"These surprising, clear, and appealing poems are to be enjoyed again and again, marking Ficowski as a poet readers won't want to miss."
—Publishers Weekly (starred review)
"What good luck to finally have in English the writings of the brilliant Jerzy Ficowski, the poet who lived at least seventeen lives, fighting in the Warsaw Uprising, and later traveling for years with the Roma people through the roads of Poland, opposing his government, and watching the authorities ban his poems, a poet who translated from Spanish and Romanian and Yiddish and Roma, but most of all from the tongue of silence...Beautifully translated by Jennifer Grotz and Piotr Sommer, these poems also document the tragedy of the Holocaust, with the direct and uncompromising voice with which he reminds us of the great poets such as Różewicz and Świrszczyńska, while remaining, all the while, himself. Read a piece such as 'I was unable to save / a single life' in a bookstore, and I guarantee you will want to take this book with you, to keep it for the rest of your life."—Ilya Kaminsky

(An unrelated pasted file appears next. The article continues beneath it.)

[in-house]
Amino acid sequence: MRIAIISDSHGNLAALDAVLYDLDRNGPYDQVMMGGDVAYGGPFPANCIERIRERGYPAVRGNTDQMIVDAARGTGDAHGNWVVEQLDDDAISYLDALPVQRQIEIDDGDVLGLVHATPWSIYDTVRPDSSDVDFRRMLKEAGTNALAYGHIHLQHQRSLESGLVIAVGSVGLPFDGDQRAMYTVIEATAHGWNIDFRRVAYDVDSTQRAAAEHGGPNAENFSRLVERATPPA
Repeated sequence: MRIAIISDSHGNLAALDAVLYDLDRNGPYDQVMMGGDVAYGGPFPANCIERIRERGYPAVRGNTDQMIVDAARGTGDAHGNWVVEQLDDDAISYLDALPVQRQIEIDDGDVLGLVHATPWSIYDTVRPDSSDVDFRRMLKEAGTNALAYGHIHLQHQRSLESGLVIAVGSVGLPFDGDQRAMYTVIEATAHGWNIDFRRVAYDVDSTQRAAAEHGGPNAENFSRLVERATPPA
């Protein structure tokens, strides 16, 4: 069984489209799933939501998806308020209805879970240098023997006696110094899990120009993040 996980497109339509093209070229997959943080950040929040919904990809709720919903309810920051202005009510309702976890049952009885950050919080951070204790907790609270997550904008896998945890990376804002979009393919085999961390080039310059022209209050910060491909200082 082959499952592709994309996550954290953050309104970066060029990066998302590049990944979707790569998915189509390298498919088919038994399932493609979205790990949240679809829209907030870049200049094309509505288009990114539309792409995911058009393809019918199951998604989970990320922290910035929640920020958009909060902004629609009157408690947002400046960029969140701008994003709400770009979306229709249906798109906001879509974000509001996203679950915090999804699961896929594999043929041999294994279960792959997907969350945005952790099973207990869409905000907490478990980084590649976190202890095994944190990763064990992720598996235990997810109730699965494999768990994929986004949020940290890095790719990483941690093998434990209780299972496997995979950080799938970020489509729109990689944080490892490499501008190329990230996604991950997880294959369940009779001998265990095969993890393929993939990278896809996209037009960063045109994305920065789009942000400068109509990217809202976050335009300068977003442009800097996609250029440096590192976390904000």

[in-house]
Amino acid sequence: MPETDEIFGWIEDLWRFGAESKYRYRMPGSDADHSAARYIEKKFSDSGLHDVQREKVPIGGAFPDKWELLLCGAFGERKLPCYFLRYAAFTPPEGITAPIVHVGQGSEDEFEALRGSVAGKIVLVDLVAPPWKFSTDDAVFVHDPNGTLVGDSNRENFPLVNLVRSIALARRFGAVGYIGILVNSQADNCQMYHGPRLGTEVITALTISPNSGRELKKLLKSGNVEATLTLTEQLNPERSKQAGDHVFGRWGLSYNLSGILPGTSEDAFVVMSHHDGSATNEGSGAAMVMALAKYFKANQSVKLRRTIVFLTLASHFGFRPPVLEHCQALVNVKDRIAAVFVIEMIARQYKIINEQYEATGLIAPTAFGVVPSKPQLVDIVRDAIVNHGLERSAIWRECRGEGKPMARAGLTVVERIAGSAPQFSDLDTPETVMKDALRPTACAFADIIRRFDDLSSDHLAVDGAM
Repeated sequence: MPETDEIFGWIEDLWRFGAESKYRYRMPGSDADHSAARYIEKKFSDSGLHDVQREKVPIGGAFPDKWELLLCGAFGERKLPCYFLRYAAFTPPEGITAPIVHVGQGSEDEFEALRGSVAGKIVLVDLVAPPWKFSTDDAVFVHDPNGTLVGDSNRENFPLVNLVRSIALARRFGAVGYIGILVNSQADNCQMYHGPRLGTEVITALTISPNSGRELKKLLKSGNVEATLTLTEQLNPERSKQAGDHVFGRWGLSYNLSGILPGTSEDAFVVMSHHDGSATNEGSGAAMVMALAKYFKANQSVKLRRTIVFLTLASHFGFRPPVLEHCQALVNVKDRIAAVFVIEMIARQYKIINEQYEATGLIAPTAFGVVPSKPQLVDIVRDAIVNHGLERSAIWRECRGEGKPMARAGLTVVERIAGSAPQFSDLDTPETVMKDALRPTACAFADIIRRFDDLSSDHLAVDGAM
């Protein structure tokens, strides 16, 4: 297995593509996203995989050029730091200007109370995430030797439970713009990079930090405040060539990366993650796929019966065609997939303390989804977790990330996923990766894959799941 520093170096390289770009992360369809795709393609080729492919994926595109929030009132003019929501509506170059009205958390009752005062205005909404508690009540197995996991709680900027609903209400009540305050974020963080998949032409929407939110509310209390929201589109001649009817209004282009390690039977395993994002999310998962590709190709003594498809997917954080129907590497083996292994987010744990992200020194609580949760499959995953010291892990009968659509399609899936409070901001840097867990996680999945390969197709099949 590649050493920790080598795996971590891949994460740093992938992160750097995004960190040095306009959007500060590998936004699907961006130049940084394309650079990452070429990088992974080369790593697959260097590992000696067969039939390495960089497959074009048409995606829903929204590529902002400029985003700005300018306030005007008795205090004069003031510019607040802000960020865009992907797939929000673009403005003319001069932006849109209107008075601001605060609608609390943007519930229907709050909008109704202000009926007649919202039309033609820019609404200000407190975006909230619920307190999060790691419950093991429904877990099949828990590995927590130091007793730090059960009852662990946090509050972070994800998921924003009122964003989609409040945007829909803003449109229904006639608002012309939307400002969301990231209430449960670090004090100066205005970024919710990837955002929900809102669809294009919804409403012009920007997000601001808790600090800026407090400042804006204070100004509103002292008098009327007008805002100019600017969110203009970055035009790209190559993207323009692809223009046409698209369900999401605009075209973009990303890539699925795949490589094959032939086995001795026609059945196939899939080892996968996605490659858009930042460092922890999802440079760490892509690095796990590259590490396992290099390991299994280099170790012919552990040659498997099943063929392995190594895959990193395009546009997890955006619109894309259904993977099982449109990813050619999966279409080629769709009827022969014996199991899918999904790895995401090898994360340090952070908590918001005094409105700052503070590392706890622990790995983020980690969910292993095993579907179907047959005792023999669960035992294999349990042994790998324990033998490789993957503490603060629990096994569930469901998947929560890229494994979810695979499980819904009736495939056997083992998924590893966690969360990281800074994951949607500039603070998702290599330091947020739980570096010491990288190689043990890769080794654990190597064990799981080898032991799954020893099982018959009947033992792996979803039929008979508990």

"Thanks to these brilliant, careful, inspired translations, we can now read Jerzy Ficowski, one of Poland's best kept secrets. This book is a marvel in its weird clarity and extraordinary range of styles and subjects, from the perfectly unassuming paradox of the title, all the way through to its final poems about bumblebees and Satie and mother nature, who scratches herself and 'shudders / with a tsunami.' How fortunate we are to have the unassailable evidence that all along, there was yet another genius of 20th century Polish poetry."—Matthew Zapruder
World Poetry Books